I have been impressed with the accuracy of transPRK and most studies show similar accuracy and efficacy to LASIK and SMILE.29-31 With its minimal touch nature, I will suggest it to some of my patients based on so-called soft refractive suitability criteria such as photosensitivity, inability to keep still or keep eyes open, small palpebral apertures and general anxiety about the laser correction process. The reduced surgical component also has the potential to minimise variability in technique and therefore increase accuracy. TransPRK means that the removal of epithelium, which is normally performed by a combination of chemical (alcohol) and manual methods, is instead performed by the excimer laser and in a way that seamlessly transitions to the refractive correction as well. The issue with PRK in the past was discomfort and slower healing time but with modern bandage contact lenses, transPRK and better post-op medication, discomfort is far less of an issue. This means that the healing time is really only the main factor. My colleague, Professor Gerard Sutton’s ifix pen (Figure 3) offers a glimpse at the future as this holds the possibility of speeding up epithelial healing by delivering a 3D printed structure onto the cornea. More rapid healing would not only speed up visual recovery but reduce the incidence of haze as a potential complication.

I know I appear to be a big proponent of AI and machine learning, but I am very confident that it will play a role in further reducing the chance of a patient needing an enhancement in the future. With this in mind, imagine my delight when I was recently leafing through some research and uncovered yet another random forest machine learning study. Achiron et al built a 6000 ‘decision tree forest’ for their study into predictive factors for enhancement using over 17,000 cases.32 Analysis revealed significantly decreased efficacy with increased age, central corneal thickness, mean keratometry and preoperative best corrected visual acuity. However, the most important outcome of the study was the ability to model each individual patient’s unique risk of enhancement based on multiple clinical factors in an incremental way.

HALOES AND NIGHT VISION

Disabling haloes and poor night time vision after laser surgery made not only medical headlines but mainstream media headlines in the early to mid-2000s. It seemed to be an issue with a fairly simple cause: large pupils with large corrections and a small treatment zone along with inferior laser tracking mechanisms were resulting in decentred laser ablations, which did not make for a good outcome. However, for years later, the debate continued to rage.33 The advent of wavefront laser guided surgery in 2005 somewhat inadvertently went a large way to solving the issue. While the primary purpose of wavefront technology was to reduce the induction of higher order aberrations, like spherical aberration and coma, practically it meant a larger treatment zone with better tracking and centration which was applied universally whether you had a small pupil or a large one. Since that era, it has become increasingly rare to hear patients complain of bad haloes after laser eye surgery. One issue with wavefront customised laser though, was the increased amount of tissue removed compared to a standard treatment. Nowadays most treatments are done using a modified version called wavefront optimised, which primarily aims to minimise spherical aberration with a purer and larger treatment zone.34-38 SMILE laser eye surgery potentially may further improve the effective size of the treatment zone as, unlike excimer lasers used in LASIK and PRK, it does not have the issue of peripheral reflectance of the laser rays.39,40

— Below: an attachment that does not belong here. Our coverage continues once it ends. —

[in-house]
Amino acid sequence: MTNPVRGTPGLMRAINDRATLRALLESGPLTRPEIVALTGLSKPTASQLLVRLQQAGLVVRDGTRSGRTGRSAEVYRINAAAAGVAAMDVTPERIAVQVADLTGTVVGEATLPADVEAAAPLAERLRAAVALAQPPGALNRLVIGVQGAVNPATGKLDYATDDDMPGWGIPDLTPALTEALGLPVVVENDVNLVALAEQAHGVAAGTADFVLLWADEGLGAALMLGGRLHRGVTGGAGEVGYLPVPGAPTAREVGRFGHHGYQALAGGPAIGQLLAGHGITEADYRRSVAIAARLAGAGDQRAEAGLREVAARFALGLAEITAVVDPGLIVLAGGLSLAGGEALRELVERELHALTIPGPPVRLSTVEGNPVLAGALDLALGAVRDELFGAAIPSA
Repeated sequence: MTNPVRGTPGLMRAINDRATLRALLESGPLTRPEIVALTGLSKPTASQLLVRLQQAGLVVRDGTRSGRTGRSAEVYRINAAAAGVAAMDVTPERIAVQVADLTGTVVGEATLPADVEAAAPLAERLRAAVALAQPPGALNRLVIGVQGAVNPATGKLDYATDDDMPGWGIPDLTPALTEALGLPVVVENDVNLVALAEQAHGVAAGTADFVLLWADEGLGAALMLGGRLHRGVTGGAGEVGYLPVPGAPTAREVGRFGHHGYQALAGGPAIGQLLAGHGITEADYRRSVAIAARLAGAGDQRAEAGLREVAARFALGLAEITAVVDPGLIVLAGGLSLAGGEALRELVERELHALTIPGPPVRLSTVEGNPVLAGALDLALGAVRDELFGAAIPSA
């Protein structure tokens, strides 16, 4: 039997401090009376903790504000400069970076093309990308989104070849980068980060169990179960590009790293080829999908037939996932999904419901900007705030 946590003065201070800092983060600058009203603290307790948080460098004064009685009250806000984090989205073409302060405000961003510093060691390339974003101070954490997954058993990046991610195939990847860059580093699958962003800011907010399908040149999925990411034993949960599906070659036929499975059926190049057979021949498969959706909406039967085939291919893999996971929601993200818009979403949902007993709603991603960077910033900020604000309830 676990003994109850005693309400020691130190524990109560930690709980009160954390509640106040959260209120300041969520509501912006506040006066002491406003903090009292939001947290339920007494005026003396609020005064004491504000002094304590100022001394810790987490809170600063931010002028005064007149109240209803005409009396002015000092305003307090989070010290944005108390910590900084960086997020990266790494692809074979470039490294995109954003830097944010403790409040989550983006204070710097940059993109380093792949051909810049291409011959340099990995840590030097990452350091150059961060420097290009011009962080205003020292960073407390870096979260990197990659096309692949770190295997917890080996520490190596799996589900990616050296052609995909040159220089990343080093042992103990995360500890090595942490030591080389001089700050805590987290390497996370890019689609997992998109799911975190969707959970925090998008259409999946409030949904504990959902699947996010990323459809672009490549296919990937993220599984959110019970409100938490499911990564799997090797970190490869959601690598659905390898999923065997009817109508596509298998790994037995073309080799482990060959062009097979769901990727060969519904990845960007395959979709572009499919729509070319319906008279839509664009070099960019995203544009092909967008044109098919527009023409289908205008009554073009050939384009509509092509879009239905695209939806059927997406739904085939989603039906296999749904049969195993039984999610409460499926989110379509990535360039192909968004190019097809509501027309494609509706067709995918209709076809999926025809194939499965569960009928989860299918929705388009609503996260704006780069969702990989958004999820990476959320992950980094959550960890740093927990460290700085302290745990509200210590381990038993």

My bold prediction for the future of presbyopia correction is that it will be non-surgical and definitely non-corneal… Presbyopia correcting eye drops hold the most promise at present

Certain patients will still express mild issues with poorer night vision or haloes and, in these patients, there is not necessarily a correlation between the treatment and pupil size. Neural processing no doubt plays a role in patients’ perception of haloes and a more oblate or flattened cornea cannot be expected to have as perfect vision as someone naturally emmetropic.33 Little further research has gone into understanding the small proportion who still experience haloes, maybe somewhat reflecting the lower incidence of haloes as an issue with modern laser vision correction.